It’s no surprise that people call dogs “man’s best friend” even though they’re incredibly different from humans. They don’t have the ability to talk — at least, I’ve never met one that could — but their love and loyalty make up for it, because they become someone people can trust, cry alongside of and have fun with.
No two dogs are the same, which makes it special when you have a great bond with yours. Because each dog has a different personality, owners have a variety of stories to tell about their canine companions, ranging from silly behaviors to brilliant tricks. What’s the best way to hear these stories? Of course, you have friends and family with pets, but to really find a story about a dog’s life, you’d need to read it in a book. And wouldn’t you know it, here are four great places to start.
1. “A Dog Walks into a Nursing Home: Lessons in the Good Life from an Unlikely Teacher” by Sue Halpern
From the title, you might think this book is going to be funny: A dog walks into a nursing home … and then what? Well, laughter is a part of it, but so is happiness, sadness and love. Halpern tells the story about how she and her labradoodle, Pransky, become a certified therapy dog team. Therapy dogs are always needed, and if this dog could do what they do, why not give it a shot? Pransky sure did, and she became the nursing home’s favorite dog as patients bathed in her empathetic and loving being.
Halpern reflects on all that she and her dog experienced through their time in the nursing home. Dealing with loss and observing the lives of the patients, the two of them helped many of the residents through the healing that dogs can give humans. The stories are heartwarming and heartbreaking, and they might make you even want to get yourself a therapy dog to help patients. Halpern learned a lot by watching her dog go from room to room and by talking with patients herself, and one day, you’ll hope to learn the lessons that she has, and maybe it’ll include a therapy dog team.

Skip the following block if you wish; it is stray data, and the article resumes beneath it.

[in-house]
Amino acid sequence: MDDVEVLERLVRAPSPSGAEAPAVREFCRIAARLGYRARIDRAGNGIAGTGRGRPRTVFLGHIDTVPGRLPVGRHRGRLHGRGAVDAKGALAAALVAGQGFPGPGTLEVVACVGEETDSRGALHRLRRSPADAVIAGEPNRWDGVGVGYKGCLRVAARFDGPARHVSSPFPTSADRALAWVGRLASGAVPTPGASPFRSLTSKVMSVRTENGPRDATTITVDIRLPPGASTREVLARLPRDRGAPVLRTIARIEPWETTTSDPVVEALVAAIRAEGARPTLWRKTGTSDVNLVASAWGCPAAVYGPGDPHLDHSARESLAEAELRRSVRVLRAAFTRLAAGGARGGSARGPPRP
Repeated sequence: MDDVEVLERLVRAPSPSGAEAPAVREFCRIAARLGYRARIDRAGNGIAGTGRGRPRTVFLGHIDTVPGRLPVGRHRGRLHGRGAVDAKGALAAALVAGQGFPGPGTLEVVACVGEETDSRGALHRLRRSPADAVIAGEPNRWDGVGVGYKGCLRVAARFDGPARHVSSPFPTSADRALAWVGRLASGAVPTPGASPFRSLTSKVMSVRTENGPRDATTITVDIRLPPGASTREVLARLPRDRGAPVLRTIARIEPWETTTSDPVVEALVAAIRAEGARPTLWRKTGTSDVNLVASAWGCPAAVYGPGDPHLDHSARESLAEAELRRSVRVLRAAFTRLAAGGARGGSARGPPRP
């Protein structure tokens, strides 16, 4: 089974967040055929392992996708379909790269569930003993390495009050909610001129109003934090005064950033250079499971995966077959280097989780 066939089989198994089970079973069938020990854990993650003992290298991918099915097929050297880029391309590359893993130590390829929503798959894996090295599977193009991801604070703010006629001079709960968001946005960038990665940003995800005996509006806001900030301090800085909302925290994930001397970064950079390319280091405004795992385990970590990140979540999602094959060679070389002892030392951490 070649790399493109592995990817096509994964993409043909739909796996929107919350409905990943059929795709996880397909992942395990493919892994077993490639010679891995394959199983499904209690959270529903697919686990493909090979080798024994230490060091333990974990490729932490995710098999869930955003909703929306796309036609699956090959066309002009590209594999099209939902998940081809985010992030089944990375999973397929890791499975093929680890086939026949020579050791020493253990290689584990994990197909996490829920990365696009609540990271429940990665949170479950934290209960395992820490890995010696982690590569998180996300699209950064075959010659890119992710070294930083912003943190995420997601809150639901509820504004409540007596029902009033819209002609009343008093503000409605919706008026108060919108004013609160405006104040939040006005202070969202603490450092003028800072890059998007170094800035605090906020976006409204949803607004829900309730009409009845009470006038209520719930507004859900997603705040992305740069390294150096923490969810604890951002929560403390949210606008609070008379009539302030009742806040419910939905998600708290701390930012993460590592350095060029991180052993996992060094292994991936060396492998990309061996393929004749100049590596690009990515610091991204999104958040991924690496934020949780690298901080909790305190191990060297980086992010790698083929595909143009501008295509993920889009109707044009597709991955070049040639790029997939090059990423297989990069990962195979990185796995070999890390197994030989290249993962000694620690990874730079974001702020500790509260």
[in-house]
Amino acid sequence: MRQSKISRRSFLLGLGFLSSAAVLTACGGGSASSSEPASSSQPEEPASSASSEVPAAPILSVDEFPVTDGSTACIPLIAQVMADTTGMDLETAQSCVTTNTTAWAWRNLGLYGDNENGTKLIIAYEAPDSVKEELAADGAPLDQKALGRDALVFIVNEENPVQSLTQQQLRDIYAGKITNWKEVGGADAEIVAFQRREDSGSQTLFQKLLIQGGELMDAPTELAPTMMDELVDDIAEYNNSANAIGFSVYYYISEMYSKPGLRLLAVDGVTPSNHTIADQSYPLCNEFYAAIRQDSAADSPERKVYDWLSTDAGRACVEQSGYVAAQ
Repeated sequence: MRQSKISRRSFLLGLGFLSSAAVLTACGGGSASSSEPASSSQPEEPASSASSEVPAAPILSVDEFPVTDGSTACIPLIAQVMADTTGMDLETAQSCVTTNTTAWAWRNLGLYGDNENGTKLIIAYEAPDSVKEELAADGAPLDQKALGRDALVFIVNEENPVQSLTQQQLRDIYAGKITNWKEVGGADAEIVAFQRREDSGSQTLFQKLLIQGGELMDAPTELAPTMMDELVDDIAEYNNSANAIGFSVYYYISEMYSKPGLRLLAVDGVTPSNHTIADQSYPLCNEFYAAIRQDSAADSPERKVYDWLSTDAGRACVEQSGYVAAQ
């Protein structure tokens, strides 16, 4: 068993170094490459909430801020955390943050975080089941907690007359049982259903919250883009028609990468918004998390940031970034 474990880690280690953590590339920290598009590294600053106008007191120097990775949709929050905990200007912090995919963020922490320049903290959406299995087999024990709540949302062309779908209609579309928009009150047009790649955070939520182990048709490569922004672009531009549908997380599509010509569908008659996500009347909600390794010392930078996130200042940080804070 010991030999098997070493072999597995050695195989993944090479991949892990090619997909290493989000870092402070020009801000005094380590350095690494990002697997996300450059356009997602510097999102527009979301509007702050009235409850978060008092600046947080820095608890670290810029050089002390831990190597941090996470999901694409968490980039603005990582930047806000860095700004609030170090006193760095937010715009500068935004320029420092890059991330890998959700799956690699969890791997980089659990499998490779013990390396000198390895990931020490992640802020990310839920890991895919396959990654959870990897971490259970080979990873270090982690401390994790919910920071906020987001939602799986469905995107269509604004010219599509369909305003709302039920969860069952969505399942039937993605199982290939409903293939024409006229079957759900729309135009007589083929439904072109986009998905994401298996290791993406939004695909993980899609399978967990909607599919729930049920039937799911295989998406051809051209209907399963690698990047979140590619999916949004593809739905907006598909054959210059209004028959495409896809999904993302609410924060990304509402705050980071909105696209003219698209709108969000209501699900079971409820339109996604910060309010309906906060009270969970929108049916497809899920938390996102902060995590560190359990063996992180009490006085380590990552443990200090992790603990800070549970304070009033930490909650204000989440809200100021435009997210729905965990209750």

2. “One Good Dog” by Susan Wilson
Chance is a pit bull mix who only knew the life of dogfighting until he left to become a street dog, searching for his forever home while not knowing if there was even out there for him. It wasn’t until he met Adam March, a selfish business man who had lost everything, that Chance found a new home and life.
Wilson alternates the chapters by using third-person point of view for more details about March and his perspective and using first-person point of view for Chance’s view of his world. It’s quite interesting to hear a dog so much in a book, which you might have guessed by now is fiction. In the beginning of the book, it’s clear that March and Chance are alike in many ways, and Chance’s tone and attitude come off as careless and fierce, just like March. However, as the story carries on, you’ll find that Chance is a dog who eventually welcomes change, again, just like March does.
Wilson has written a sequel to this book, called “Two Good Dogs,” which is also worth a read because it continues March and Chance’s story. When the two meet an innkeeper, her daughter, a street kid and his pit bull, they become entangled with a new life and these people who will become a part of their daily living. Chance and his new canine friend will continue to make their mark on the people around them.
3. “Marley & Me: Life and Love with the World’s Worst Dog” by John Grogan
You’ve probably heard of the famous dog Marley because of the movie “Marley & Me,” starring Owen Wilson and Jennifer Aniston, but before the 2008 movie, John Grogan wrote the book three years earlier. In the book, Marley is a crazy dog who brings chaos upon his family and gets expelled from obedience school. Was this a dog who couldn’t be trained? Of course — all Marley need was patience and time.
Even with Marley’s disobedient behavior throughout the book, he never disappointed his family with his doggy humor and kisses. Sticking by his kid siblings, Marley showed the Grogans that even though he might be a bad boy at times, he’ll always protect his family and ensure they have a paw to cry on when needed until the end of his time.
4. “A Big Little Life: A Memoir of a Joyful Dog” by Dean Koontz
This memoir captures the story of a dog who may very well be the exact opposite of Marley. “Big Little Life” tells the story of a golden retriever named Trixie, a retired service animal from Canine Companions for Independence, whose secret is her incredible intelligence. She is always impressing everyone in strange but fascinating ways, which you’ll read all about in Koontz’s book.
Koontz perfectly summed up the impact a dog has on a person: “Trixie inspired me to look at things from a new perspective, made the familiar fresh again, somehow shared with me her recognition of great beauty in mundane scenes and reawakened in me an awareness of the mystery that is woven into the warp and weft of everything we perceive with our five senses but can know only with our hearts.”